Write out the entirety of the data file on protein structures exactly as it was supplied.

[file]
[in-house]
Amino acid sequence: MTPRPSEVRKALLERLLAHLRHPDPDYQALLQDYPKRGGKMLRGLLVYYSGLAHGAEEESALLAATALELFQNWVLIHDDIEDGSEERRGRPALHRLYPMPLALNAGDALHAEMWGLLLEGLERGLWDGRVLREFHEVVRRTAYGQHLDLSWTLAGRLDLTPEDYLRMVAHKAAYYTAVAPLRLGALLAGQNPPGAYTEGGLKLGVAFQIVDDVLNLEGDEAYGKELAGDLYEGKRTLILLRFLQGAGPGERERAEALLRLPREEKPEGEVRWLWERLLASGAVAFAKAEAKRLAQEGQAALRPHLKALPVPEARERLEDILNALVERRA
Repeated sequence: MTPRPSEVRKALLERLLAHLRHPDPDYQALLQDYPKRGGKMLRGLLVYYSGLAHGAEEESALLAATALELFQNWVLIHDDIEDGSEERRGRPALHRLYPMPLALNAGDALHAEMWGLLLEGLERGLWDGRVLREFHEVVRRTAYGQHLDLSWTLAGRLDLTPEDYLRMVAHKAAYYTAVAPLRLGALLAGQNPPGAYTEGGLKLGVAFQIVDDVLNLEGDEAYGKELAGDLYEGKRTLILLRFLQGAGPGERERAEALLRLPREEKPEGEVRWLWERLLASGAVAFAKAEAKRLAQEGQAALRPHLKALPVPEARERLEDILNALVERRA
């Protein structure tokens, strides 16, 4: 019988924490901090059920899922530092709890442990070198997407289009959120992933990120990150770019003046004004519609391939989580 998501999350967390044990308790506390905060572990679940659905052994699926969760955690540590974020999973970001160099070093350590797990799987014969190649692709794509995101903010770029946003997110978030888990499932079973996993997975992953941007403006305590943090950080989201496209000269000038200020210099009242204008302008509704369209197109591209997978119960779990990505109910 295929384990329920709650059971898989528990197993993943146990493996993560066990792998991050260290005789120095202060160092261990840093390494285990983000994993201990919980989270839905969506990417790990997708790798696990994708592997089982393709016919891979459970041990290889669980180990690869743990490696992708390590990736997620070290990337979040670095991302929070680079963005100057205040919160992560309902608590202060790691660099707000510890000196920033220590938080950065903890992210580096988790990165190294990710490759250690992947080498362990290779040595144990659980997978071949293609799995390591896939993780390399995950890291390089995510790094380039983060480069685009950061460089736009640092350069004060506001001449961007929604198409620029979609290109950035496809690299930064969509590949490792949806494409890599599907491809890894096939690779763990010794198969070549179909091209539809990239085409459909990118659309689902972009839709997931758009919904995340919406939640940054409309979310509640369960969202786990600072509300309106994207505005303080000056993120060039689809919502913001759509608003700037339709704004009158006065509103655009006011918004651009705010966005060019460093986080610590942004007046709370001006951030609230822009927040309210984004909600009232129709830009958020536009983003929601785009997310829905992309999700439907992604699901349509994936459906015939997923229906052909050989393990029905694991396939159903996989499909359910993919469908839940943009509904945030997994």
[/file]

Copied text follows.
[in-house]
Amino acid sequence: MTPRPSEVRKALLERLLAHLRHPDPDYQALLQDYPKRGGKMLRGLLVYYSGLAHGAEEESALLAATALELFQNWVLIHDDIEDGSEERRGRPALHRLYPMPLALNAGDALHAEMWGLLLEGLERGLWDGRVLREFHEVVRRTAYGQHLDLSWTLAGRLDLTPEDYLRMVAHKAAYYTAVAPLRLGALLAGQNPPGAYTEGGLKLGVAFQIVDDVLNLEGDEAYGKELAGDLYEGKRTLILLRFLQGAGPGERERAEALLRLPREEKPEGEVRWLWERLLASGAVAFAKAEAKRLAQEGQAALRPHLKALPVPEARERLEDILNALVERRA
Repeated sequence: MTPRPSEVRKALLERLLAHLRHPDPDYQALLQDYPKRGGKMLRGLLVYYSGLAHGAEEESALLAATALELFQNWVLIHDDIEDGSEERRGRPALHRLYPMPLALNAGDALHAEMWGLLLEGLERGLWDGRVLREFHEVVRRTAYGQHLDLSWTLAGRLDLTPEDYLRMVAHKAAYYTAVAPLRLGALLAGQNPPGAYTEGGLKLGVAFQIVDDVLNLEGDEAYGKELAGDLYEGKRTLILLRFLQGAGPGERERAEALLRLPREEKPEGEVRWLWERLLASGAVAFAKAEAKRLAQEGQAALRPHLKALPVPEARERLEDILNALVERRA
């Protein structure tokens, strides 16, 4: 019988924490901090059920899922530092709890442990070198997407289009959120992933990120990150770019003046004004519609391939989580 998501999350967390044990308790506390905060572990679940659905052994699926969760955690540590974020999973970001160099070093350590797990799987014969190649692709794509995101903010770029946003997110978030888990499932079973996993997975992953941007403006305590943090950080989201496209000269000038200020210099009242204008302008509704369209197109591209997978119960779990990505109910 295929384990329920709650059971898989528990197993993943146990493996993560066990792998991050260290005789120095202060160092261990840093390494285990983000994993201990919980989270839905969506990417790990997708790798696990994708592997089982393709016919891979459970041990290889669980180990690869743990490696992708390590990736997620070290990337979040670095991302929070680079963005100057205040919160992560309902608590202060790691660099707000510890000196920033220590938080950065903890992210580096988790990165190294990710490759250690992947080498362990290779040595144990659980997978071949293609799995390591896939993780390399995950890291390089995510790094380039983060480069685009950061460089736009640092350069004060506001001449961007929604198409620029979609290109950035496809690299930064969509590949490792949806494409890599599907491809890894096939690779763990010794198969070549179909091209539809990239085409459909990118659309689902972009839709997931758009919904995340919406939640940054409309979310509640369960969202786990600072509300309106994207505005303080000056993120060039689809919502913001759509608003700037339709704004009158006065509103655009006011918004651009705010966005060019460093986080610590942004007046709370001006951030609230822009927040309210984004909600009232129709830009958020536009983003929601785009997310829905992309999700439907992604699901349509994936459906015939997923229906052909050989393990029905694991396939159903996989499909359910993919469908839940943009509904945030997994």